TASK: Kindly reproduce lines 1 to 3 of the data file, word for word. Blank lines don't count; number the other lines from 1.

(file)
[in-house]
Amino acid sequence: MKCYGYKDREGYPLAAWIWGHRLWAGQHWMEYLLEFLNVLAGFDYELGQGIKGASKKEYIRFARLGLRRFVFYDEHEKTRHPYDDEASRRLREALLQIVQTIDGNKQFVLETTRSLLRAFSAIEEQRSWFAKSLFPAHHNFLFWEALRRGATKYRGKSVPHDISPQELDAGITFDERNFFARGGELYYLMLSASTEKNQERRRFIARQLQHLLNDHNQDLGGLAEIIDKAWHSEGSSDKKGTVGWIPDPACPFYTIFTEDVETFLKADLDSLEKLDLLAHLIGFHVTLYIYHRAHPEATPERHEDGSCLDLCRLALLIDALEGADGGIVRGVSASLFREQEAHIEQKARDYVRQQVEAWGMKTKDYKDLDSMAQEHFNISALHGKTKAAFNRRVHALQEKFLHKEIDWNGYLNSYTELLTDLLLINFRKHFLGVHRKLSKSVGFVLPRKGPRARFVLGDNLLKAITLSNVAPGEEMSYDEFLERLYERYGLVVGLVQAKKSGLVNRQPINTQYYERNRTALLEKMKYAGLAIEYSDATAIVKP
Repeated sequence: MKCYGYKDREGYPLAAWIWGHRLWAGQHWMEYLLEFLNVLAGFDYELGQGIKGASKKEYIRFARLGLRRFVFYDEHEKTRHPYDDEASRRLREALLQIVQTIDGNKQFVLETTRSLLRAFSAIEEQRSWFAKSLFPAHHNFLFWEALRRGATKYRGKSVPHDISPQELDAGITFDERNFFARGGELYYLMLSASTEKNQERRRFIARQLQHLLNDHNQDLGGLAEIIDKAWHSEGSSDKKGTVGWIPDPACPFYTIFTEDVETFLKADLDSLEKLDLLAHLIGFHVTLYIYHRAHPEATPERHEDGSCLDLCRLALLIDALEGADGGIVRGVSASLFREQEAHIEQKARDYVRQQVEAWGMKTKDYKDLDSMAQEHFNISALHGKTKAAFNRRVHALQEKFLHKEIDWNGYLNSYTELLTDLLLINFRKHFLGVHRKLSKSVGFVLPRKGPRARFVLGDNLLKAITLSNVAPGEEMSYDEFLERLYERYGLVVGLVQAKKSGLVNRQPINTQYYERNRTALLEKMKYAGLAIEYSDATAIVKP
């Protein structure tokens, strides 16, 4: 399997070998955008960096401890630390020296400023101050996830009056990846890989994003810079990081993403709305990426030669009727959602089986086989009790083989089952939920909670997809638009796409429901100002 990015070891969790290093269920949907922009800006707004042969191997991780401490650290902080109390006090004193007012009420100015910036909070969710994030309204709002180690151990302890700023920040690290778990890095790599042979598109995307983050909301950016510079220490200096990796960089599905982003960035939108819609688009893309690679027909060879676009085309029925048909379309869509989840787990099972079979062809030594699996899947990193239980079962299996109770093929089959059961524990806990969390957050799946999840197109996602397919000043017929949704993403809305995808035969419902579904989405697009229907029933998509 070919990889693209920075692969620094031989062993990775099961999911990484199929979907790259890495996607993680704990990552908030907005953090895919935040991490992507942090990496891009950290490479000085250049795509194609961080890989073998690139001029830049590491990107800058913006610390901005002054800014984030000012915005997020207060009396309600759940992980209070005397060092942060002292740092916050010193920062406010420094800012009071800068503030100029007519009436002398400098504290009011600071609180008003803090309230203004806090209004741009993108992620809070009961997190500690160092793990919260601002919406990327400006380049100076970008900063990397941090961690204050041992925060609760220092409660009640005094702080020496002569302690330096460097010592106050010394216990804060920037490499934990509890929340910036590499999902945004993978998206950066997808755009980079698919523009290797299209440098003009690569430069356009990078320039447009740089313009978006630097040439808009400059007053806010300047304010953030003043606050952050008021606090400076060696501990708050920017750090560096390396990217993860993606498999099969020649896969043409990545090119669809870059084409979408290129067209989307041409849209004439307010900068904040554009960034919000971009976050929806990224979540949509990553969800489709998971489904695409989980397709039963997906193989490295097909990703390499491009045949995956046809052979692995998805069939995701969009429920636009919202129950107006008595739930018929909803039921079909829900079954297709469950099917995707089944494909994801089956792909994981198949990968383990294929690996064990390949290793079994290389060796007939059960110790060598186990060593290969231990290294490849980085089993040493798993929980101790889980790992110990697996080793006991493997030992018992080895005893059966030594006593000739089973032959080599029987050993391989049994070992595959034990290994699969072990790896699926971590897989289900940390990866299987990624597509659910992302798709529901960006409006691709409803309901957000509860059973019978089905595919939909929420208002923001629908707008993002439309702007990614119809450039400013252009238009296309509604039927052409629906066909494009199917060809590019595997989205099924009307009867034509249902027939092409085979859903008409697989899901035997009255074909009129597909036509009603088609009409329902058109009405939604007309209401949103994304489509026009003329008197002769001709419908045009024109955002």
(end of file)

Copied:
[in-house]
Amino acid sequence: MKCYGYKDREGYPLAAWIWGHRLWAGQHWMEYLLEFLNVLAGFDYELGQGIKGASKKEYIRFARLGLRRFVFYDEHEKTRHPYDDEASRRLREALLQIVQTIDGNKQFVLETTRSLLRAFSAIEEQRSWFAKSLFPAHHNFLFWEALRRGATKYRGKSVPHDISPQELDAGITFDERNFFARGGELYYLMLSASTEKNQERRRFIARQLQHLLNDHNQDLGGLAEIIDKAWHSEGSSDKKGTVGWIPDPACPFYTIFTEDVETFLKADLDSLEKLDLLAHLIGFHVTLYIYHRAHPEATPERHEDGSCLDLCRLALLIDALEGADGGIVRGVSASLFREQEAHIEQKARDYVRQQVEAWGMKTKDYKDLDSMAQEHFNISALHGKTKAAFNRRVHALQEKFLHKEIDWNGYLNSYTELLTDLLLINFRKHFLGVHRKLSKSVGFVLPRKGPRARFVLGDNLLKAITLSNVAPGEEMSYDEFLERLYERYGLVVGLVQAKKSGLVNRQPINTQYYERNRTALLEKMKYAGLAIEYSDATAIVKP
Repeated sequence: MKCYGYKDREGYPLAAWIWGHRLWAGQHWMEYLLEFLNVLAGFDYELGQGIKGASKKEYIRFARLGLRRFVFYDEHEKTRHPYDDEASRRLREALLQIVQTIDGNKQFVLETTRSLLRAFSAIEEQRSWFAKSLFPAHHNFLFWEALRRGATKYRGKSVPHDISPQELDAGITFDERNFFARGGELYYLMLSASTEKNQERRRFIARQLQHLLNDHNQDLGGLAEIIDKAWHSEGSSDKKGTVGWIPDPACPFYTIFTEDVETFLKADLDSLEKLDLLAHLIGFHVTLYIYHRAHPEATPERHEDGSCLDLCRLALLIDALEGADGGIVRGVSASLFREQEAHIEQKARDYVRQQVEAWGMKTKDYKDLDSMAQEHFNISALHGKTKAAFNRRVHALQEKFLHKEIDWNGYLNSYTELLTDLLLINFRKHFLGVHRKLSKSVGFVLPRKGPRARFVLGDNLLKAITLSNVAPGEEMSYDEFLERLYERYGLVVGLVQAKKSGLVNRQPINTQYYERNRTALLEKMKYAGLAIEYSDATAIVKP